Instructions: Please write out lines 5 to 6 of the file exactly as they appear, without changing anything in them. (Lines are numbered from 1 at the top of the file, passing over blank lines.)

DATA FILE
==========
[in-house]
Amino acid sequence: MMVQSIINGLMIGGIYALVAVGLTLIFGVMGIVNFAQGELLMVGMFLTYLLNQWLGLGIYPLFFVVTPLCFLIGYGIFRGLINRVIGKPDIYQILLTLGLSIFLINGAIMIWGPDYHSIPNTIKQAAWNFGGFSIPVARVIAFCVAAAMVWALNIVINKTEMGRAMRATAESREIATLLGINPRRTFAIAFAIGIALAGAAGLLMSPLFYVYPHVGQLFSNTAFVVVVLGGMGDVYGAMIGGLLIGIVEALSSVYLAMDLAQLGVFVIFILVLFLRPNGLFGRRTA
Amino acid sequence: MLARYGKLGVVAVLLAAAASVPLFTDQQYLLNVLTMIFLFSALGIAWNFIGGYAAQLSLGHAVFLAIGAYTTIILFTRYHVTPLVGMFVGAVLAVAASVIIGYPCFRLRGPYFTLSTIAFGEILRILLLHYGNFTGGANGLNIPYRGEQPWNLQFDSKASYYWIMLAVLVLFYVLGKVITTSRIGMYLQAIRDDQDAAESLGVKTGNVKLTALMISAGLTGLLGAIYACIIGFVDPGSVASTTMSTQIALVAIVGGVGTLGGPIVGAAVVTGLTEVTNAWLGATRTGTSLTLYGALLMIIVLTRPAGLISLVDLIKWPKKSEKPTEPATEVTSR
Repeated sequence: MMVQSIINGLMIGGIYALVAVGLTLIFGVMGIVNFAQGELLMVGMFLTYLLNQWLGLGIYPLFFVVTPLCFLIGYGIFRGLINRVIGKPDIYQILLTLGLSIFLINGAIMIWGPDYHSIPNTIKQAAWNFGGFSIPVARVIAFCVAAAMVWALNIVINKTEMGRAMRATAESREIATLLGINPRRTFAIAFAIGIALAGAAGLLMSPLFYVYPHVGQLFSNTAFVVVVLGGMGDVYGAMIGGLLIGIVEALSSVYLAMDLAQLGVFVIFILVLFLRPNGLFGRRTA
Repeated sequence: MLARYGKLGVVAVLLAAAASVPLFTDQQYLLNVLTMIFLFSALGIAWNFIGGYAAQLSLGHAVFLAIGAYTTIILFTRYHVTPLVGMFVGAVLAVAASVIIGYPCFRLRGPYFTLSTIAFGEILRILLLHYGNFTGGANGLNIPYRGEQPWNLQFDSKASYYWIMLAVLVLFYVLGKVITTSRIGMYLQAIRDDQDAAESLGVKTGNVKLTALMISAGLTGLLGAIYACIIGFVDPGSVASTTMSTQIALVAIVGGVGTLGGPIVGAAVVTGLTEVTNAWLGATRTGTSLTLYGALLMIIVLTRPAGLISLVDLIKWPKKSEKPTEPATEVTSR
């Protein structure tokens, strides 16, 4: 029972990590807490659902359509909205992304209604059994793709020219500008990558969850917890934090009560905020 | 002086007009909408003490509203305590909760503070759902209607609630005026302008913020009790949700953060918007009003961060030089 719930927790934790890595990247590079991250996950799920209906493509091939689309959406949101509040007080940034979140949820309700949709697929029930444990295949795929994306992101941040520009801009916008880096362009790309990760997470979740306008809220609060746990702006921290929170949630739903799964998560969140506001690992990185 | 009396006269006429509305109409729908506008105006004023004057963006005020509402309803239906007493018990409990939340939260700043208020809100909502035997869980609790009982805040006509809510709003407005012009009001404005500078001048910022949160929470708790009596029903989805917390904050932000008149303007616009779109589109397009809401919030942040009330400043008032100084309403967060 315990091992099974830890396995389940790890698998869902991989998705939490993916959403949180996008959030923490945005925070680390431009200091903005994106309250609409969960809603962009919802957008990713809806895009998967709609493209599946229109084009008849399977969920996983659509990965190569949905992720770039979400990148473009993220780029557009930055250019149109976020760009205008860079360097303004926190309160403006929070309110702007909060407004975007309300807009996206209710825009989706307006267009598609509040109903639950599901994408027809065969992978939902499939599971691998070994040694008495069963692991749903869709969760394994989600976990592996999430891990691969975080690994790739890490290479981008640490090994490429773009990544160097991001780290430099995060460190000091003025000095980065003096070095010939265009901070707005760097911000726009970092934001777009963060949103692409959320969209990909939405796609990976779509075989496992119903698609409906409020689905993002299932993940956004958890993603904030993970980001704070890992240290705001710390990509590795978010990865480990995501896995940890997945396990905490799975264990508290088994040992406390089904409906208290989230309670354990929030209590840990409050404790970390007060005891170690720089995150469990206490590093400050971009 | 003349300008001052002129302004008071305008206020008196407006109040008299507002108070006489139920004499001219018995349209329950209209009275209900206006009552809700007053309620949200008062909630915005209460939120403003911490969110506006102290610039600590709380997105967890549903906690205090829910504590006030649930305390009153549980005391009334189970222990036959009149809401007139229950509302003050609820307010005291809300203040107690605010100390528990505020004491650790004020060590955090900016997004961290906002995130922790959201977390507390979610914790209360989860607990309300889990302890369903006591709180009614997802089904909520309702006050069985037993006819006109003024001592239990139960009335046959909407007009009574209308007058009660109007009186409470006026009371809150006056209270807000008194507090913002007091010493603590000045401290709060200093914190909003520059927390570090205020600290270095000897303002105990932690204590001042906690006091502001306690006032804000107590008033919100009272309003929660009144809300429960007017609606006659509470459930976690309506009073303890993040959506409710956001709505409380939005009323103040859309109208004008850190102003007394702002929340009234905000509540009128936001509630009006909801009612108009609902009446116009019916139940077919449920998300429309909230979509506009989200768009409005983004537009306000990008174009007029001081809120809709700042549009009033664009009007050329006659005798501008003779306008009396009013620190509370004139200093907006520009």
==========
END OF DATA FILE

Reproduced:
Repeated sequence: MLARYGKLGVVAVLLAAAASVPLFTDQQYLLNVLTMIFLFSALGIAWNFIGGYAAQLSLGHAVFLAIGAYTTIILFTRYHVTPLVGMFVGAVLAVAASVIIGYPCFRLRGPYFTLSTIAFGEILRILLLHYGNFTGGANGLNIPYRGEQPWNLQFDSKASYYWIMLAVLVLFYVLGKVITTSRIGMYLQAIRDDQDAAESLGVKTGNVKLTALMISAGLTGLLGAIYACIIGFVDPGSVASTTMSTQIALVAIVGGVGTLGGPIVGAAVVTGLTEVTNAWLGATRTGTSLTLYGALLMIIVLTRPAGLISLVDLIKWPKKSEKPTEPATEVTSR
């Protein structure tokens, strides 16, 4: 029972990590807490659902359509909205992304209604059994793709020219500008990558969850917890934090009560905020 | 002086007009909408003490509203305590909760503070759902209607609630005026302008913020009790949700953060918007009003961060030089 719930927790934790890595990247590079991250996950799920209906493509091939689309959406949101509040007080940034979140949820309700949709697929029930444990295949795929994306992101941040520009801009916008880096362009790309990760997470979740306008809220609060746990702006921290929170949630739903799964998560969140506001690992990185 | 009396006269006429509305109409729908506008105006004023004057963006005020509402309803239906007493018990409990939340939260700043208020809100909502035997869980609790009982805040006509809510709003407005012009009001404005500078001048910022949160929470708790009596029903989805917390904050932000008149303007616009779109589109397009809401919030942040009330400043008032100084309403967060 315990091992099974830890396995389940790890698998869902991989998705939490993916959403949180996008959030923490945005925070680390431009200091903005994106309250609409969960809603962009919802957008990713809806895009998967709609493209599946229109084009008849399977969920996983659509990965190569949905992720770039979400990148473009993220780029557009930055250019149109976020760009205008860079360097303004926190309160403006929070309110702007909060407004975007309300807009996206209710825009989706307006267009598609509040109903639950599901994408027809065969992978939902499939599971691998070994040694008495069963692991749903869709969760394994989600976990592996999430891990691969975080690994790739890490290479981008640490090994490429773009990544160097991001780290430099995060460190000091003025000095980065003096070095010939265009901070707005760097911000726009970092934001777009963060949103692409959320969209990909939405796609990976779509075989496992119903698609409906409020689905993002299932993940956004958890993603904030993970980001704070890992240290705001710390990509590795978010990865480990995501896995940890997945396990905490799975264990508290088994040992406390089904409906208290989230309670354990929030209590840990409050404790970390007060005891170690720089995150469990206490590093400050971009 | 003349300008001052002129302004008071305008206020008196407006109040008299507002108070006489139920004499001219018995349209329950209209009275209900206006009552809700007053309620949200008062909630915005209460939120403003911490969110506006102290610039600590709380997105967890549903906690205090829910504590006030649930305390009153549980005391009334189970222990036959009149809401007139229950509302003050609820307010005291809300203040107690605010100390528990505020004491650790004020060590955090900016997004961290906002995130922790959201977390507390979610914790209360989860607990309300889990302890369903006591709180009614997802089904909520309702006050069985037993006819006109003024001592239990139960009335046959909407007009009574209308007058009660109007009186409470006026009371809150006056209270807000008194507090913002007091010493603590000045401290709060200093914190909003520059927390570090205020600290270095000897303002105990932690204590001042906690006091502001306690006032804000107590008033919100009272309003929660009144809300429960007017609606006659509470459930976690309506009073303890993040959506409710956001709505409380939005009323103040859309109208004008850190102003007394702002929340009234905000509540009128936001509630009006909801009612108009609902009446116009019916139940077919449920998300429309909230979509506009989200768009409005983004537009306000990008174009007029001081809120809709700042549009009033664009009007050329006659005798501008003779306008009396009013620190509370004139200093907006520009």